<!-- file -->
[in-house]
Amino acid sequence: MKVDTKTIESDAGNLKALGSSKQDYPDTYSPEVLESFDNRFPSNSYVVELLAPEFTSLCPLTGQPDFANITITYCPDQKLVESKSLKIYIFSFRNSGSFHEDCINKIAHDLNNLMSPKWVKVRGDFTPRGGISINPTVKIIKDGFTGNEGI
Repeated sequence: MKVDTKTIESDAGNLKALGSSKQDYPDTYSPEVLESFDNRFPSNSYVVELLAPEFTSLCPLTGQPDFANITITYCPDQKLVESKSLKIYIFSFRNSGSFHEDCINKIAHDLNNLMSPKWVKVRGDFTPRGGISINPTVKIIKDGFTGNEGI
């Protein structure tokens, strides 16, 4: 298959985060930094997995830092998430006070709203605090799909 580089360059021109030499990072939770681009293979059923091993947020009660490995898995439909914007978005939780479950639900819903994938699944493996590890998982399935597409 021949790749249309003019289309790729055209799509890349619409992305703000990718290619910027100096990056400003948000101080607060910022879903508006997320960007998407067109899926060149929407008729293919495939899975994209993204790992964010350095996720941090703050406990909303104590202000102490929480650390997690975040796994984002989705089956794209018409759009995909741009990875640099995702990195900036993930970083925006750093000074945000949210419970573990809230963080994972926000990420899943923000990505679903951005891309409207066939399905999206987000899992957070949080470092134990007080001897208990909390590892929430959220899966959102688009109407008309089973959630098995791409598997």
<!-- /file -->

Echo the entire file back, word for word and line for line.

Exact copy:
[in-house]
Amino acid sequence: MKVDTKTIESDAGNLKALGSSKQDYPDTYSPEVLESFDNRFPSNSYVVELLAPEFTSLCPLTGQPDFANITITYCPDQKLVESKSLKIYIFSFRNSGSFHEDCINKIAHDLNNLMSPKWVKVRGDFTPRGGISINPTVKIIKDGFTGNEGI
Repeated sequence: MKVDTKTIESDAGNLKALGSSKQDYPDTYSPEVLESFDNRFPSNSYVVELLAPEFTSLCPLTGQPDFANITITYCPDQKLVESKSLKIYIFSFRNSGSFHEDCINKIAHDLNNLMSPKWVKVRGDFTPRGGISINPTVKIIKDGFTGNEGI
């Protein structure tokens, strides 16, 4: 298959985060930094997995830092998430006070709203605090799909 580089360059021109030499990072939770681009293979059923091993947020009660490995898995439909914007978005939780479950639900819903994938699944493996590890998982399935597409 021949790749249309003019289309790729055209799509890349619409992305703000990718290619910027100096990056400003948000101080607060910022879903508006997320960007998407067109899926060149929407008729293919495939899975994209993204790992964010350095996720941090703050406990909303104590202000102490929480650390997690975040796994984002989705089956794209018409759009995909741009990875640099995702990195900036993930970083925006750093000074945000949210419970573990809230963080994972926000990420899943923000990505679903951005891309409207066939399905999206987000899992957070949080470092134990007080001897208990909390590892929430959220899966959102688009109407008309089973959630098995791409598997």